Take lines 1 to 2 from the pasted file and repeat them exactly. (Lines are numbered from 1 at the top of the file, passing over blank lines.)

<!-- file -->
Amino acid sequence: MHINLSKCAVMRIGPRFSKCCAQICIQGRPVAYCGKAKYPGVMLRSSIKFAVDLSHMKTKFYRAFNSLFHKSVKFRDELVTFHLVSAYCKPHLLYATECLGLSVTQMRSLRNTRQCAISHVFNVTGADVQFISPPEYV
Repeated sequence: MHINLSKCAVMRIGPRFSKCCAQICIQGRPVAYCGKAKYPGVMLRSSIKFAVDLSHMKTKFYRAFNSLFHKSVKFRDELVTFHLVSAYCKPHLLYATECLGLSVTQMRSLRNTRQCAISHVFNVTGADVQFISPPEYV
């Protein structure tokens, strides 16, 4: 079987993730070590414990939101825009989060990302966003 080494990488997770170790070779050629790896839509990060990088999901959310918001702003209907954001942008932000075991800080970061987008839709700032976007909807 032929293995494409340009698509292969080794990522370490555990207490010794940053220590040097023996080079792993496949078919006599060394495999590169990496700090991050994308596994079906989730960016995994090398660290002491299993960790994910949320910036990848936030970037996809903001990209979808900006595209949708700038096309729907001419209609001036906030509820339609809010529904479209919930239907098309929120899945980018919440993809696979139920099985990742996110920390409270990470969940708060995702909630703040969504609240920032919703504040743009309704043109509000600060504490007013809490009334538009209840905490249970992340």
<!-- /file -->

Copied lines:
Amino acid sequence: MHINLSKCAVMRIGPRFSKCCAQICIQGRPVAYCGKAKYPGVMLRSSIKFAVDLSHMKTKFYRAFNSLFHKSVKFRDELVTFHLVSAYCKPHLLYATECLGLSVTQMRSLRNTRQCAISHVFNVTGADVQFISPPEYV
Repeated sequence: MHINLSKCAVMRIGPRFSKCCAQICIQGRPVAYCGKAKYPGVMLRSSIKFAVDLSHMKTKFYRAFNSLFHKSVKFRDELVTFHLVSAYCKPHLLYATECLGLSVTQMRSLRNTRQCAISHVFNVTGADVQFISPPEYV